Diameter: 2.800 cm (Æthelwulf
Diameter: 2.800 cm (Æthelwulf ring)
Æthelwulf ring: Gift of the Earl of
Æthelswith ring: Bequeathed by Sir A.W. Franks
M&ME 1829,11-14,1;M&ME AF 458
Pair of royal finger rings
Æthelwulf ring: Laverstock, Wiltshire, AD
Æthelswith ring: Aberford, West Yorkshire
Each engraved with the name of an Anglo-Saxon ruler
The two rings have similar inscriptions which identify them with the royal house of Wessex. As a result, they are often considered as a pair. However, they in fact come from different places, are of different date and are likely to have been made by different goldsmiths.
The oldest and
largest of the rings was found in 1780 in a cart-rut which probably
accounts for its squashed appearance. It has an almost triangular
The second ring, ploughed up in 1870, has a circular bezel with a beaded frame and contains a cruciform (cross-shaped) design filled with leaf motifs. Within a central circle is a charming four-legged animal with a halo and the letters A and D which stand for 'Agnus Dei' (Lamb of God).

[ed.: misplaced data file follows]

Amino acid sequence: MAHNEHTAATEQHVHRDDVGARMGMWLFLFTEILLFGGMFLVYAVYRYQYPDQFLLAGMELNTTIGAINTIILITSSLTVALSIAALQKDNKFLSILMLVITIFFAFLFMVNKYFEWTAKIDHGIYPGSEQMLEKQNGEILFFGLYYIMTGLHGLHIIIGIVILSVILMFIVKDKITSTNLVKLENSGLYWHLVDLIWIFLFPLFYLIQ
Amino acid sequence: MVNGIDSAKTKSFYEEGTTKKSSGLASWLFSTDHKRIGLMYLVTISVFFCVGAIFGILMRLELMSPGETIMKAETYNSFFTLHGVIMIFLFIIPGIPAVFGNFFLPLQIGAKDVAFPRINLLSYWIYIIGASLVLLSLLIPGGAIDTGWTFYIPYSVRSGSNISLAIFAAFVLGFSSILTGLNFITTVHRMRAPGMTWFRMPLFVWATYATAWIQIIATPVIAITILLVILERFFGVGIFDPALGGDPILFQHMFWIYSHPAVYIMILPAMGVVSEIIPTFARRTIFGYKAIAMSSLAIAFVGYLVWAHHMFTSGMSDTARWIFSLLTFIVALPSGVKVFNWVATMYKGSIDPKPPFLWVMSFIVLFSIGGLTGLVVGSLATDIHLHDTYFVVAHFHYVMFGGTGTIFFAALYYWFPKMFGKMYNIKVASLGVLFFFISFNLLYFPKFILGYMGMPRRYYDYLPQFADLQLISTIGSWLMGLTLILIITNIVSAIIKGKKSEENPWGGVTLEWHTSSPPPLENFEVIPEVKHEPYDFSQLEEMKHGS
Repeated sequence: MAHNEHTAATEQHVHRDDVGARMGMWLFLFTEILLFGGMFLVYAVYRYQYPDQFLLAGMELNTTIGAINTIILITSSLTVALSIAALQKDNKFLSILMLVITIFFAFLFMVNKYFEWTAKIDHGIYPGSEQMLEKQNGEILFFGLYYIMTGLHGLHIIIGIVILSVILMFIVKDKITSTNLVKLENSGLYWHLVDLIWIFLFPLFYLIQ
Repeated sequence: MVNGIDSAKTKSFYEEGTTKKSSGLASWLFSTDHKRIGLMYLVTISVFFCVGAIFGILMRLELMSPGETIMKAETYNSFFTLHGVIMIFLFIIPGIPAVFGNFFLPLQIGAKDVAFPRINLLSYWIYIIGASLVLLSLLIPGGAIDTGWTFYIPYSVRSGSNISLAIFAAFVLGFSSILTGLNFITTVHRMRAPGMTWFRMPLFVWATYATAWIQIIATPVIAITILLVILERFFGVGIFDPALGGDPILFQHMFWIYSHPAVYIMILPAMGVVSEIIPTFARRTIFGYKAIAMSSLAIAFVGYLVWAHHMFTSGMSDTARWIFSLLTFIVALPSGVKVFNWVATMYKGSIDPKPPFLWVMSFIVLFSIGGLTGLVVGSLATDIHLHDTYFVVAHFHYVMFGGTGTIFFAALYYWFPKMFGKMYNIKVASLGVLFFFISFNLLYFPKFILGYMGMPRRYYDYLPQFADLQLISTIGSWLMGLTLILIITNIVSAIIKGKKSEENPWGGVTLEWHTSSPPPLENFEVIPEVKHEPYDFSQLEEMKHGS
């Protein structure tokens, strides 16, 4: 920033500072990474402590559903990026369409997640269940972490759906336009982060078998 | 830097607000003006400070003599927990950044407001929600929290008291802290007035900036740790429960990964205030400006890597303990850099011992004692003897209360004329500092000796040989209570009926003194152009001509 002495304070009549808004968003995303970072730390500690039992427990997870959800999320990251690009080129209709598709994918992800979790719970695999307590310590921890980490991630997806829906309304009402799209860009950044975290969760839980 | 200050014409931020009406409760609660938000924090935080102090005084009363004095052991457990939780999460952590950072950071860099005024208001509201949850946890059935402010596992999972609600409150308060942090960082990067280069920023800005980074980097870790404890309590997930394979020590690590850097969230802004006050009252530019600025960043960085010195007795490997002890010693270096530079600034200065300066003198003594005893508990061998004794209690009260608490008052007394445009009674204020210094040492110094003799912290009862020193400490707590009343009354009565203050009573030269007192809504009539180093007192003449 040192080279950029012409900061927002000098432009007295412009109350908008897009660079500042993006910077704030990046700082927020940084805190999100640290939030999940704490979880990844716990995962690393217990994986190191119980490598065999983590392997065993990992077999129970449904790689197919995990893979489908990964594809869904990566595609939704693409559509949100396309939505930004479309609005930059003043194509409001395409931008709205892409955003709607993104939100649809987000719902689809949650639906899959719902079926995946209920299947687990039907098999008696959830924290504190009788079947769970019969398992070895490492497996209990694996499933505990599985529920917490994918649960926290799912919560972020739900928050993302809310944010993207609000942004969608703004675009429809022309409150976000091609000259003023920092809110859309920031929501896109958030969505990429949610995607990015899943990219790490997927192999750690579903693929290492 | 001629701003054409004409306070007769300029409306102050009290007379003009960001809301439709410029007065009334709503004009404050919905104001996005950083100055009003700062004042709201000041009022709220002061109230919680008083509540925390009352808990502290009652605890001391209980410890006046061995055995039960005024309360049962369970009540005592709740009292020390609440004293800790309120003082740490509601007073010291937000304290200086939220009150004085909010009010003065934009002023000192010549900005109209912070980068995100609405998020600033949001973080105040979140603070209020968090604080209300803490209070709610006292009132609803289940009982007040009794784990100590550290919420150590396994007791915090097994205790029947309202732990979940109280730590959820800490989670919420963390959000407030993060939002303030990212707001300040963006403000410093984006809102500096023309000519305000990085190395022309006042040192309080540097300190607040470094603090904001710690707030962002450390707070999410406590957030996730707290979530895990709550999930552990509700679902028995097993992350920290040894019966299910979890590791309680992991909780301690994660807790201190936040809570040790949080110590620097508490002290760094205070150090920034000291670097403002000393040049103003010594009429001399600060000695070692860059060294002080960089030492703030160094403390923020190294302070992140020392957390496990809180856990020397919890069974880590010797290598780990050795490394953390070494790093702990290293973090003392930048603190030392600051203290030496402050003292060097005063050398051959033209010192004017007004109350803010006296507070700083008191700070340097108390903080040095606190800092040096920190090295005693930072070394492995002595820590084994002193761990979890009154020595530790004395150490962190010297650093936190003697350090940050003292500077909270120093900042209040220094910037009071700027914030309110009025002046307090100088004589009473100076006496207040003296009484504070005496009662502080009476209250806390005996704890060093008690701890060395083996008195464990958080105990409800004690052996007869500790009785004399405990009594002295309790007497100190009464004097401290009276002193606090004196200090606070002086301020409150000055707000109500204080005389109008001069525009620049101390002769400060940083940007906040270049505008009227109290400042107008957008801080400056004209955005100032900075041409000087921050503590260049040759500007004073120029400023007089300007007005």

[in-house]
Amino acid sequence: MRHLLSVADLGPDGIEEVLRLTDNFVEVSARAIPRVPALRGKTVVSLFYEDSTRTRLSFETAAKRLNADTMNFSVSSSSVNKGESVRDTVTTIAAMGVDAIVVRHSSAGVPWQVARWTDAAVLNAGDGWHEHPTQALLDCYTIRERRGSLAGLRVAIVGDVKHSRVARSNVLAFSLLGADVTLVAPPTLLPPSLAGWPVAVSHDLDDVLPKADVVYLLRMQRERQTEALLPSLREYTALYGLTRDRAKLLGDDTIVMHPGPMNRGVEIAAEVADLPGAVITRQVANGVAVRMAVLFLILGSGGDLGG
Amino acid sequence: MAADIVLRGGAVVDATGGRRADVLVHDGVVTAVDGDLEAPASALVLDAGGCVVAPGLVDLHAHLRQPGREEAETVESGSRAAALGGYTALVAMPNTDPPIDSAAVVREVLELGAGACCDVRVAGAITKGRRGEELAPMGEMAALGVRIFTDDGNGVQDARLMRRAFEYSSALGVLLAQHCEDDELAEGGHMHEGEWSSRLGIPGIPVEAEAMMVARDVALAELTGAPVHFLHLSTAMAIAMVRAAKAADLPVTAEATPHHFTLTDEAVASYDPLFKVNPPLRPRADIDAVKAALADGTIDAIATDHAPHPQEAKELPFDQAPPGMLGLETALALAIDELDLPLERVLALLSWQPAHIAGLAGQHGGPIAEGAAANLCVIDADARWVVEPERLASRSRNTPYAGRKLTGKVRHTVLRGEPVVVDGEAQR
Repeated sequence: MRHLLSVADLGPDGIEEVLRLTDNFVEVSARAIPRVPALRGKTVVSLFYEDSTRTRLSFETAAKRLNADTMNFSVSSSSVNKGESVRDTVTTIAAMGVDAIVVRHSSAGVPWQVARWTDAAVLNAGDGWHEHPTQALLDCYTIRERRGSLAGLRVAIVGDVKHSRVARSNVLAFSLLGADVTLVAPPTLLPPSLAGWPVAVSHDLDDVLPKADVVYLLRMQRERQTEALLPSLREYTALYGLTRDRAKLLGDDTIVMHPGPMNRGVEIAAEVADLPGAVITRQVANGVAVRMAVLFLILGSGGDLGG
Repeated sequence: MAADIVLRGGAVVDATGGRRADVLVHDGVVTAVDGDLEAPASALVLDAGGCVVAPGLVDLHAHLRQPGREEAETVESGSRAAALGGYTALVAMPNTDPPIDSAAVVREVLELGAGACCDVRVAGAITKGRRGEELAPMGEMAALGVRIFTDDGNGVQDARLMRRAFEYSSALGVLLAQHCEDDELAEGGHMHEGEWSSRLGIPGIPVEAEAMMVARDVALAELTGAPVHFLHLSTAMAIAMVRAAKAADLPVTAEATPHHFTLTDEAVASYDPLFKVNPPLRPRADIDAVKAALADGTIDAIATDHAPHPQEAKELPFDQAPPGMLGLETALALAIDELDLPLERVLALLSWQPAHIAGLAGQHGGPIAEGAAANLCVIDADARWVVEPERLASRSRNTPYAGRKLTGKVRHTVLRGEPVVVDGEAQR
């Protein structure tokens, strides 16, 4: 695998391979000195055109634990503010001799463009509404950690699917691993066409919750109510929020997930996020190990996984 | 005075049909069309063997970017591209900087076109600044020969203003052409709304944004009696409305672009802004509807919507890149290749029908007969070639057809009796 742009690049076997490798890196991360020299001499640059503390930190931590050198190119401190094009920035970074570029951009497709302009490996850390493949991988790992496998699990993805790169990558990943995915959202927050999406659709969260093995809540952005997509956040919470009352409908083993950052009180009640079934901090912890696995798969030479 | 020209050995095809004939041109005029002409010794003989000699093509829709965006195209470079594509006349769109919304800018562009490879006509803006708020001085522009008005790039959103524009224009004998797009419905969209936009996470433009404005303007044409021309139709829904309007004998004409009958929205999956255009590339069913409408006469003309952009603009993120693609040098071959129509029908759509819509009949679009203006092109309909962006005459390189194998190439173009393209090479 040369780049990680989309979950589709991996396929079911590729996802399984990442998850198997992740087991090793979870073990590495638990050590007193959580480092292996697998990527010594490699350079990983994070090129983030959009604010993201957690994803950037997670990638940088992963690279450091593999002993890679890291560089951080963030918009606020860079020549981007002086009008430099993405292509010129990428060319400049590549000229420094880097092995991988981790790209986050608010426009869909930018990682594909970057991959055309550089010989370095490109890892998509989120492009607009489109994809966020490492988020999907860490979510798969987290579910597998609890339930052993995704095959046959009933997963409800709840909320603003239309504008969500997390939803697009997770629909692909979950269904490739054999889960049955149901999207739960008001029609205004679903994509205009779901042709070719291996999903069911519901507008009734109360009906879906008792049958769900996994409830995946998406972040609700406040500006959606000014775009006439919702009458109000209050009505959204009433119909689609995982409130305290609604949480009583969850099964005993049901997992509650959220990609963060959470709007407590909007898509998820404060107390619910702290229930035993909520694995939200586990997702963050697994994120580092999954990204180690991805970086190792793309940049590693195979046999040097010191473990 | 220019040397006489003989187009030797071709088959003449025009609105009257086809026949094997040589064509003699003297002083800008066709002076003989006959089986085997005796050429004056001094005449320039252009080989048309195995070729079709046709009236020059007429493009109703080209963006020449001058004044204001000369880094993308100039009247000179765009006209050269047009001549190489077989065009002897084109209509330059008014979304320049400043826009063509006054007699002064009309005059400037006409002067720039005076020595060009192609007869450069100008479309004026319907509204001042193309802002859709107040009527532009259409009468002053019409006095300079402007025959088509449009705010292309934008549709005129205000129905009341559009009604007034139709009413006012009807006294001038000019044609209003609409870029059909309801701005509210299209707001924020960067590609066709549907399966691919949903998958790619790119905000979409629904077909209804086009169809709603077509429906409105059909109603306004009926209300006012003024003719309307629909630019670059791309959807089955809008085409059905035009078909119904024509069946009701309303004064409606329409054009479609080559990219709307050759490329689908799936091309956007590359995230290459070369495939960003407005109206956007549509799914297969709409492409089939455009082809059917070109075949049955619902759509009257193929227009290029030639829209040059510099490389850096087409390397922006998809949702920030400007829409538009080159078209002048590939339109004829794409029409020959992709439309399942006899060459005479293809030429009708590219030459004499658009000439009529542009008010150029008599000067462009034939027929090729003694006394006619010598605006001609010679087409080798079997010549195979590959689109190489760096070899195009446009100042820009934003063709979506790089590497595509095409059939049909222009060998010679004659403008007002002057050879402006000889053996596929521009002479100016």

This ring has the name of King Æthelwulf's daughter, 'Æthelswith Regina' (Queen Æthelswith), scratched into the back of the bezel. The hoop is plain and terminates in flattened shoulders decorated with further animals.
The ornament on
both rings is inlaid with
D.M. Wilson, Anglo-Saxon art (London, Thames and Hudson, 1984)
L. Webster and J. Backhouse, The making of England: Anglo-S, exh. cat. (London, The British Museum Press, 1991)
J. Backhouse, D.H. Turner and L. Webster (eds.), The golden age of Anglo-Saxon, exh. cat. (London, The British Museum Press, 1984)